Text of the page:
I also doubled the buttercream frosting recipe above.

Now, you’ll see from the picture that the cake is missing the red layer my son requested and has a brown one instead. That one counts as a lesson learned. I decided to use some red beet powder as a natural red food coloring — I had used it before to tint frosting — but this time, the cake turned out the color of whole wheat bread. I looked it up and it seems that the baking process, and maybe a reaction to the baking powder, turned the red beet powder brown. Oh, well. I know for next time.

A note on the frosting: For this cake, you want the colored layers to stand out, so you shouldn’t put a lot of frosting between them. Put just a small amount to act as a glue to hold the layers in place. The thin ribbon of white you’ll see between each layer when you cut the cake is also just enough to show off the colors.

Candied Pecan Popcorn

20170128_162714This is a recipe that could earn you a lot of friends. I brought a container of this to work, and it was soon gobbled up by colleagues who asked me not to bring it in again because they didn’t need the temptation.

The original recipe came from the Food Network magazine, which always seems to have recipes that just simply work. It was the creation of Marcela Valladolid, who called for the addition of chipotle seasoning, but I leave that out in my version. Here is the recipe, with a few more changes from the original.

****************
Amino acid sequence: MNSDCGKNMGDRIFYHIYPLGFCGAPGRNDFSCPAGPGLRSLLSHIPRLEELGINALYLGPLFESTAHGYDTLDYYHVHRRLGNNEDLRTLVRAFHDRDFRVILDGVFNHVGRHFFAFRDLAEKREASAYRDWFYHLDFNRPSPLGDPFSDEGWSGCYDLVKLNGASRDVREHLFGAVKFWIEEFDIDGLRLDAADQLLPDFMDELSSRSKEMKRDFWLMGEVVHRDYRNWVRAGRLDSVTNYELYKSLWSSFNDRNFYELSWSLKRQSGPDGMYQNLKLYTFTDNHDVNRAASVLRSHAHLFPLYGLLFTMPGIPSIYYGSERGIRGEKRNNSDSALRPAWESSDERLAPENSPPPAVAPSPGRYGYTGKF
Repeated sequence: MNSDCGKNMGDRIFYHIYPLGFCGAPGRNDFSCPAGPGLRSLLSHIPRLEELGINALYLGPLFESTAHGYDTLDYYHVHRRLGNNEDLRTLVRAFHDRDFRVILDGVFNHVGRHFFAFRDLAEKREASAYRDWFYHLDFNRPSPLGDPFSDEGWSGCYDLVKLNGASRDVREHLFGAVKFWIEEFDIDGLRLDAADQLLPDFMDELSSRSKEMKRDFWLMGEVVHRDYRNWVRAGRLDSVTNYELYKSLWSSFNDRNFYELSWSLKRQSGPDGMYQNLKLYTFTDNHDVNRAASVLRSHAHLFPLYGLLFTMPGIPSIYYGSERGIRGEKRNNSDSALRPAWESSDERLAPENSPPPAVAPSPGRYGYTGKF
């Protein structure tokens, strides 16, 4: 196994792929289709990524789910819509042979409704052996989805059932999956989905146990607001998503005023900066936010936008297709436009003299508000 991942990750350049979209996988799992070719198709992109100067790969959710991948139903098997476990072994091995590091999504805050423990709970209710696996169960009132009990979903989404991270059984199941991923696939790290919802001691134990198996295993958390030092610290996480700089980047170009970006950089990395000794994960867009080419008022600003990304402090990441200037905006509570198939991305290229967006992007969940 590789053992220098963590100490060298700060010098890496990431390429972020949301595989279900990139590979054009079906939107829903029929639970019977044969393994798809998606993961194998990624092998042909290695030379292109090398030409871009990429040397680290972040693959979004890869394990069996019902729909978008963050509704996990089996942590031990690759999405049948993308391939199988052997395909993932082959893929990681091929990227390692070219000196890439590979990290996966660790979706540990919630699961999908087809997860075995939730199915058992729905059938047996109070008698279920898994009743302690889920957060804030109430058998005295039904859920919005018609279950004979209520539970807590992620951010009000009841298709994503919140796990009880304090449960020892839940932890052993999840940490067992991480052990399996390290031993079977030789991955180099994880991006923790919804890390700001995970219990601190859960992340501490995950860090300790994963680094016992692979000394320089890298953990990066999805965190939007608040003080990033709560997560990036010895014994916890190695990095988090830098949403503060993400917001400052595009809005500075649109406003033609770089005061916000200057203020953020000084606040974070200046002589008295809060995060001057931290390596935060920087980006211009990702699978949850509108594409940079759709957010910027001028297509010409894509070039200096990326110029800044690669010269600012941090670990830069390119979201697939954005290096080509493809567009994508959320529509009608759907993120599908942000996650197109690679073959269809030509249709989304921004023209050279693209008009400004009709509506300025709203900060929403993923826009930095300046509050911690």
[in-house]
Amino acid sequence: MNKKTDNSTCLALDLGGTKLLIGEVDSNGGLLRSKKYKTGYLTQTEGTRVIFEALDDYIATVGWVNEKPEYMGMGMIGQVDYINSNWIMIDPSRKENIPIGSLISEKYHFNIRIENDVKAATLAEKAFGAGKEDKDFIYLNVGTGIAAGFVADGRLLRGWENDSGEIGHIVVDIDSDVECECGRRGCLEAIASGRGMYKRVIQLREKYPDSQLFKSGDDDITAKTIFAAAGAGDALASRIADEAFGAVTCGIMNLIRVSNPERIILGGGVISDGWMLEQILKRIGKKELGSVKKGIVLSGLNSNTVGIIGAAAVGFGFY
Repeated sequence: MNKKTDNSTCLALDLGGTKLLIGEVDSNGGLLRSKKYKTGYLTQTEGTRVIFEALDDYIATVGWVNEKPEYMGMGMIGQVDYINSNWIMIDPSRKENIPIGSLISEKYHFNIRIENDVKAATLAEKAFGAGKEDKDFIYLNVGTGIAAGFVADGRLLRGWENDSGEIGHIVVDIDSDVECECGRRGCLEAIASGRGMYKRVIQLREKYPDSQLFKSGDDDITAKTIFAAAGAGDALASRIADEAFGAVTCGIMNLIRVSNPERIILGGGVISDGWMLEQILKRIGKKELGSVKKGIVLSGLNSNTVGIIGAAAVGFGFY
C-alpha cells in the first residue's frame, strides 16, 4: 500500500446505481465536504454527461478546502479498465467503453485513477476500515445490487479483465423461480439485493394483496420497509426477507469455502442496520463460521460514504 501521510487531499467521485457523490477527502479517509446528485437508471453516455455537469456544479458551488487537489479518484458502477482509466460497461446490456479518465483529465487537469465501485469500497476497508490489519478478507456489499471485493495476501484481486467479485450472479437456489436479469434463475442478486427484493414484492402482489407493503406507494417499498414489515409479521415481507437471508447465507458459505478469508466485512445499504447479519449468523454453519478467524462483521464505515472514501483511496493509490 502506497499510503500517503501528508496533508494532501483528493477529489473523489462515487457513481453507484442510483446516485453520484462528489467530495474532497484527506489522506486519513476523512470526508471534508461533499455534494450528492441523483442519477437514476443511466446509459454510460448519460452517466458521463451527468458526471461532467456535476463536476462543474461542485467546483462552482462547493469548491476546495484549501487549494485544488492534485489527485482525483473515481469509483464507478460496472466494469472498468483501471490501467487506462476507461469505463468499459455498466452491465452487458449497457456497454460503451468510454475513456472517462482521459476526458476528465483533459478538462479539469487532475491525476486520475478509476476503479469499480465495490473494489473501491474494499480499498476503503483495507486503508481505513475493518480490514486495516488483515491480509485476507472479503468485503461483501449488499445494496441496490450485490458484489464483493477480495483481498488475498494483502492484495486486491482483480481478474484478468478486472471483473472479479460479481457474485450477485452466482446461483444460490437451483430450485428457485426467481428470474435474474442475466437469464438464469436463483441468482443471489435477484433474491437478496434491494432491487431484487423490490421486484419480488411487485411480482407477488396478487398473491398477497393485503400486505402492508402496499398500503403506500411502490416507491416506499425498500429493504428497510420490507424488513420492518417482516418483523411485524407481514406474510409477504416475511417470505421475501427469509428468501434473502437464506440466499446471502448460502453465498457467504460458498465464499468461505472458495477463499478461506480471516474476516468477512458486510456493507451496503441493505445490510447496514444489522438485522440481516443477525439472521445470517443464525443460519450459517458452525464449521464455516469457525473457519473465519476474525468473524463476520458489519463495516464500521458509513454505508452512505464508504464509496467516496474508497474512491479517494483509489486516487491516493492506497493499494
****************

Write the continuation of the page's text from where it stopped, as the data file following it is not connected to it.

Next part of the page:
11 cups popped plain popcorn (very important: inspect carefully and remove all unpopped kernels)
1 cup pecans, roughly chopped
1 cup packed dark brown sugar
4 Tbsp. unsalted butter
1/4 cup honey
1 tsp. salt
1/4 tsp. baking soda

Heat oven to 250F degrees. Line a rimmed baking sheet with foil and butter the foil.

When oven is hot, put popcorn on the pan and scatter the pecans on top. Place in the oven while you do the next step.

Place the sugar, butter, and honey in a small saucepan and heat over medium-low, stirring occasionally. When the sugar and butter have melted, increase the heat and boil for 4 minutes, stirring constantly. Remove from heat and quickly stir in salt and baking soda.

Remove popcorn from oven and pour the syrup on top, then mix gently with a rubber spatula to coat as much of the popcorn as possible. Bake for 1 hour, stirring with the spatula halfway through to coat more popcorn.

Remove from oven, stir once more, and let cool. To remove cooled popcorn from foil, lift it up at each end, gently moving the foil around to ease the popcorn off.